But at less than half of NAV, whilst accreting 25% of NAV per quarter? NAV accretion alone gets you 50%+ upside in names like TNK and STNG in the next quarter plus (actually this math is conservative). Moreover, a name like TNK will see LTV <20% in 1.5 quarters (a terribly low level of net leverage for a shipper), irrespective of what happens from here with rates – but if the stock stays here it will be at 0.3x NAV at that time. How exactly is the stock price going to stay there (all-time lows on a multiple of NAV basis) when they’ve printed the two highest quarterly earnings on record for the company? With such low leverage the company will simply retire shares hand over fist (or be acquired by the managers who run it and see the value or other shipping companies who do likewise). That is to say – the NAV multiple could remain depressed at 0.5x NAV (with the market thus giving you no credit for the explosion in current earnings on a go-forward basis) but NAV accretion alone will drive massive returns. Of course, it goes without saying underlying NAV – the value of the ships – should be going up at the same time. And God forbid the super-contango lasts even three months longer, or a lot longer (as my more bullish friends postulate)…But you don’t need that to win here. You just need the patience to sit through the next two earnings reports and let the algos and slow sell-side analysts catch up, and you should get paid 50-100%. Hence, time arbitrage.
Shinoken (8909 in Tokyo)
Another name I know well and have owned for a while (see here), Shinoken has not been spared the COVID pain, and frankly I can’t quite figure out why it has traded so poorly (40% down vs pre-COVID levels). I suppose ‘Japanese microcap’ has a fair bit to do with it, as did the delaying of the Tokyo Olympics. Nevertheless, this name should be at least partially if not significantly insulated from the impact of COVID, given that 40% of earnings come from recurring management contracts dependent upon occupancy ratios (and I doubt people are dying to move out of their houses at the moment). Similarly the life care and energy/LPG segments should be mostly unaffected. The general contractor segment may well see a slow down in new bookings – which would affect earnings, probably from 2021 onwards – if the Japanese economy tumbles and doesn’t respond to stimulus, but again Japanese construction has not stopped (unlike other parts of the world) so I doubt the near-term numbers fall off too much.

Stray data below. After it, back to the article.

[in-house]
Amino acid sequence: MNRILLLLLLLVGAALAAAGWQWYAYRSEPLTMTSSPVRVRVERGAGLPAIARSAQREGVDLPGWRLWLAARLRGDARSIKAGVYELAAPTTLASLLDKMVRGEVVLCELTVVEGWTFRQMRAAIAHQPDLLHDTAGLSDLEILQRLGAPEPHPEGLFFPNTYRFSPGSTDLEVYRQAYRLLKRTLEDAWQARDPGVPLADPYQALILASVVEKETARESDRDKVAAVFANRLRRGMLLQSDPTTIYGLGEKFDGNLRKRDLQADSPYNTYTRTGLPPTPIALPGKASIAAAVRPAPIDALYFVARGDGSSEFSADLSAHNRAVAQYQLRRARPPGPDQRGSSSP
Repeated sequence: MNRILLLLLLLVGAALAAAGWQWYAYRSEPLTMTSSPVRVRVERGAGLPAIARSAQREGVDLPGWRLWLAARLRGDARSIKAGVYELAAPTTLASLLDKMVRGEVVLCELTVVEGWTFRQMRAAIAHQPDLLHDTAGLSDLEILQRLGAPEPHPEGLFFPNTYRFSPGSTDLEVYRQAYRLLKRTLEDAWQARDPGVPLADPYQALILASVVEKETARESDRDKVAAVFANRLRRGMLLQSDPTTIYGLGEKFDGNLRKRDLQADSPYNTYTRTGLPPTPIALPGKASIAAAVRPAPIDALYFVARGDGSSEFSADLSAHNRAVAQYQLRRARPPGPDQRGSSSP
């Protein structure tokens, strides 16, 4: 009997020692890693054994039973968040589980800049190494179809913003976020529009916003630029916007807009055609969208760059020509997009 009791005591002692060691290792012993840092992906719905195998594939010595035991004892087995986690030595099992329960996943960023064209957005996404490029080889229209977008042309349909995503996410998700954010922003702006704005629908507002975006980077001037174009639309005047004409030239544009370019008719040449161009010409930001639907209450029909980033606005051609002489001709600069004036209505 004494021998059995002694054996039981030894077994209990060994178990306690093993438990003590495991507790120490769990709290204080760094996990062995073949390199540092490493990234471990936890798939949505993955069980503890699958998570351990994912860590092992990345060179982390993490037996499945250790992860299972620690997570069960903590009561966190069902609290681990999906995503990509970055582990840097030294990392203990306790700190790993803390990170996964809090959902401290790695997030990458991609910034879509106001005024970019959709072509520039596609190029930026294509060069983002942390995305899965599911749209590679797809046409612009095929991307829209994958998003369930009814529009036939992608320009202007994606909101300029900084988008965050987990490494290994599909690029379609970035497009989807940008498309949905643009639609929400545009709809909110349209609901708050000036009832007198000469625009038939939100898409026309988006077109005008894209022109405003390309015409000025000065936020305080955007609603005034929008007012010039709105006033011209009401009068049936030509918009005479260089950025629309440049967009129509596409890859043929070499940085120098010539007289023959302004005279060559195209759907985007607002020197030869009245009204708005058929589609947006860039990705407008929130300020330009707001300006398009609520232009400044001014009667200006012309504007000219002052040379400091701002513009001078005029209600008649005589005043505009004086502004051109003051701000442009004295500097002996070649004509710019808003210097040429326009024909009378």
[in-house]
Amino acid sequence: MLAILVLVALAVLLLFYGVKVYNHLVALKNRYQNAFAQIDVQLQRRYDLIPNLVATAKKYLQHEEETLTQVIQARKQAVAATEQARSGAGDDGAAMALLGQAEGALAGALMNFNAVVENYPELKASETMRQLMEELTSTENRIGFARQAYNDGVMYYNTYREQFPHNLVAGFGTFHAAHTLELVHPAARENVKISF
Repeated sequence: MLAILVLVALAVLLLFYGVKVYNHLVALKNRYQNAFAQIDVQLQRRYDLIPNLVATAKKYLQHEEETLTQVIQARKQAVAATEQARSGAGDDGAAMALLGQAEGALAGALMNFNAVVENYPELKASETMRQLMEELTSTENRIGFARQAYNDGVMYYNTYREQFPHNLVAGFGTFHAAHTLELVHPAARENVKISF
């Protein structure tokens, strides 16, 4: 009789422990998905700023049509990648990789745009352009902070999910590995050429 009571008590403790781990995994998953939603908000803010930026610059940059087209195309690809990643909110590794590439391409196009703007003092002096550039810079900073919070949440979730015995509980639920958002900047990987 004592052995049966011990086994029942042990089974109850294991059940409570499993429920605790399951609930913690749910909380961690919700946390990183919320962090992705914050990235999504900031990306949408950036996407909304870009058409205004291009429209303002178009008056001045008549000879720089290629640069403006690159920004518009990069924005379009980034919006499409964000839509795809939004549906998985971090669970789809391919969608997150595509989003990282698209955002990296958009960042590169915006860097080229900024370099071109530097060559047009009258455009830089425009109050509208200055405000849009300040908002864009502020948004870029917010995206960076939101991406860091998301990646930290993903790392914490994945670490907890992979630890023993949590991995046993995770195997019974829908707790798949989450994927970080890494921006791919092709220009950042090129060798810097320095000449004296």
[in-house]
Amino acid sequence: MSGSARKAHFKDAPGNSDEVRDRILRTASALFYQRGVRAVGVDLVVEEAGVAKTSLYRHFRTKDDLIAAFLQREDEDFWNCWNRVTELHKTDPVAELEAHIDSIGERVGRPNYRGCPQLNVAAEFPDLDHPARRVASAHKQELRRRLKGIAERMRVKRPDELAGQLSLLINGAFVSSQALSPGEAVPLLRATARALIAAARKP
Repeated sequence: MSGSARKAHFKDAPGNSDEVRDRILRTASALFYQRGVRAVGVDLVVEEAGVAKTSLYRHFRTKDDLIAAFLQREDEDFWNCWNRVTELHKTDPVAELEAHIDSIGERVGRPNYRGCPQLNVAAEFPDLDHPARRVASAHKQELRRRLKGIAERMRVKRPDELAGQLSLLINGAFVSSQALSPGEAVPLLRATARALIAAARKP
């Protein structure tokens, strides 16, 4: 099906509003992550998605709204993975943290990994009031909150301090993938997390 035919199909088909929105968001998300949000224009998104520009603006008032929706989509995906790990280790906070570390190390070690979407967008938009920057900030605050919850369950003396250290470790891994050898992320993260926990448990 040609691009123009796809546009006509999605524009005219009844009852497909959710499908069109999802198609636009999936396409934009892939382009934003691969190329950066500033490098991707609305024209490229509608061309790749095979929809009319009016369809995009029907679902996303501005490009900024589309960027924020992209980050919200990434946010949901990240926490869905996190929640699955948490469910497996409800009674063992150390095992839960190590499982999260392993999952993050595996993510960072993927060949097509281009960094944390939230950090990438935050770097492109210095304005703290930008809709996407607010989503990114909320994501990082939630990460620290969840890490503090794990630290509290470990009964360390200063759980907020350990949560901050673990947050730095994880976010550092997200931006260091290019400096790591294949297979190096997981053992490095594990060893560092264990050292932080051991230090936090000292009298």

Really then, it is apartment development segment – about half of EBIT – that seems most at risk. To be sure, I doubt salarymen are rushing to close on investment apartments at the moment, and there will be a near-term hit. But remember that the broader market is still operating at much lower than normal levels (given the loan scandal affecting most of 2018 and 2019) and that key competitor Tateru has since left the market. No doubt there will be a slowdown but how much of one? And how long? At 3.5x P/E – basically back at the lows – and with a MUCH better balance sheet (almost zero net debt, criminally under-levered for a developer), there is no permanent capital impairment risk here and so you have the capital structure to get through this, whatever ‘this’ is. The company appears to share this belief, as they instituted a (small) buyback a few weeks ago, into the teeth of the downturn. I doubled my position over the last three weeks and think on a three year view the stock could well be a 3-4x from here.
Disclosure: long GAN.LN; 8909.JT; STNG, TNK, NAT, DSSI